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MANLEY v. AMBASE CORP.

United States District Court, Southern District of New York


December 1, 2000

MARSHALL MANLEY, PLAINTIFF,
V.
AMBASE CORPORATION, DEFENDANT.

The opinion of the court was delivered by: Ward, District Judge.

    OPINION

Plaintiff Marshall Manley brought an action against defendant AmBase Corporation ("AmBase") for breach of contract. AmBase filed a counterclaim alleging fraud and seeking reformation of the contract and damages. Manley's breach of contract claim was tried to a jury from May 9 through May 17, 2000.*fn1 On May 17 the jury returned a verdict in favor of Manley in the amount of $1.8 million. Tr. at 826-27.*fn2 AmBase now moves for judgment as a matter of law pursuant to Rule 50(b), Fed.R.Civ.P., and for a new trial pursuant to Rule 59(a), Fed.R.Civ.P. For the following reasons, both of AmBase's motions are granted and a new trial is ordered.

BACKGROUND

I. Manley's Employment at AmBase and Finley Kumble

Manley served as President of the Home Group, Inc. (the "Home Group"), which later became AmBase, from March 8, 1985 through March 15, 1990. He also served as a Director of the Home Group and AmBase from March 8, 1985 through January 31, 1991. P.T.O. para. 2.*fn3 From December 18, 1987 through March 15, 1990, Manley served as Chief Executive Officer of the Home Group, then AmBase. Id.

In 1981, prior to commencing his employment with the Home Group, Manley incorporated a professional corporation under the laws of California called Marshall Manley P.C., which served as a partner at the law firm of Finley, Kumble, Wagner, Heine, Underberg, Manley, Myerson & Casey ("Finley Kumble"). Tr. at 107, 180, 184; Def. Ex. B.*fn4 Manley was the sole shareholder of Marshall Manley P.C. Tr. at 44.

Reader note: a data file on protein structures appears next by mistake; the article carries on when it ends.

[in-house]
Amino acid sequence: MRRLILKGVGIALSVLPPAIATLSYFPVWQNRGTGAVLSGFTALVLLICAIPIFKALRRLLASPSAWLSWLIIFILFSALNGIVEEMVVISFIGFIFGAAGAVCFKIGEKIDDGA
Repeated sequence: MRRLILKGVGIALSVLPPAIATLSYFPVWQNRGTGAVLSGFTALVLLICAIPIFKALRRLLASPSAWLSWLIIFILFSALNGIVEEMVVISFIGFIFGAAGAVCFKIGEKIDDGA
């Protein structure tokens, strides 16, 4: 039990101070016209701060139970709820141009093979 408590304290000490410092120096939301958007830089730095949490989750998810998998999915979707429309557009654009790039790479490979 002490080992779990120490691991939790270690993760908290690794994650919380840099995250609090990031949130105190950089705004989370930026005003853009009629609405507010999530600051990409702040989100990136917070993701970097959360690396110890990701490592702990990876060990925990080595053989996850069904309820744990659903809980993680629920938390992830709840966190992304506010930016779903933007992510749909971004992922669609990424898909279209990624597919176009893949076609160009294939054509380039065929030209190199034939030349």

George Scharffenberger, the Chairman and Chief Executive Officer of the Home Group, in discussions leading to Manley's employment as President, requested that Manley remain at Finley Kumble after Manley commenced his employment with the Home Group. Id. at 89-93. Manley never told anyone at the Home Group, or later, AmBase, about Scharffenberger's request. Id. at 254-58. AmBase had a custom and practice that requests that its officers and directors serve at unaffiliated entities be made to the personnel committee which would, if appropriate, authorize the appointment. Id. at 473; J. Ex. 2, 7, 8, 9, 11, 12, 17, 18, 21, 215, and 216;*fn5 Def. Ex. F, at 10-11, 26-27. Manley never requested that AmBase's personnel committee pass a resolution authorizing him to continue serving at Finley Kumble. Tr. at 256.

Marshall Manley P.C. continued to serve as a Finley Kumble partner until 1987, when it withdrew as a partner and agreed to continue at the firm in an "of counsel" role. Id. at 107; J. Ex. 11, at 3. Scharffenberger and the AmBase Board of Directors knew that Marshall Manley P.C. was a partner at Finley Kumble while Manley was employed by AmBase. Tr. at 82; J. Ex. 4, at 2; J. Ex. 6, at 1; J. Ex. 11, at 4; J. Ex. 42; J. Ex. 45. They also knew that Marshall Manley P.C. was receiving compensation from Finley Kumble at the same time Manley was receiving compensation from AmBase. Tr. at 469.

II. The Finley Kumble Bankruptcy

In February 1988, Finley Kumble became the subject of an involuntary petition under the federal bankruptcy laws. P.T.O. para. 4. The trustee of the Finley Kumble bankruptcy estate, Francis Musselman (the "Trustee"), and certain creditors of the estate, commenced actions against Manley and Marshall Manley P.C. (the "Finley Kumble Bankruptcy Actions"). Tr. at 108; J. Ex. 87, 88; P.T.O. para. 5.

Manley told Scharffenberger about the Finley Kumble Bankruptcy Actions, at which point AmBase retained the law firm of Cravath, Swaine & Moore ("Cravath") to defend Manley in these actions. Tr. at 109-10; P.T.O. para. 6. AmBase also retained a bankruptcy law firm, Zalkin, Rodin & Goodman ("Zalkin"), and an accounting firm, Grant Thornton, to assist Manley in his defense of the Finley Kumble Bankruptcy Actions. P.T.O. para. 7. The fees of Cravath, Zalkin, and Grant Thornton were paid by AmBase. Tr. at 111; P.T.O. para. 8.

III. The 1991 Trustee Settlement Agreement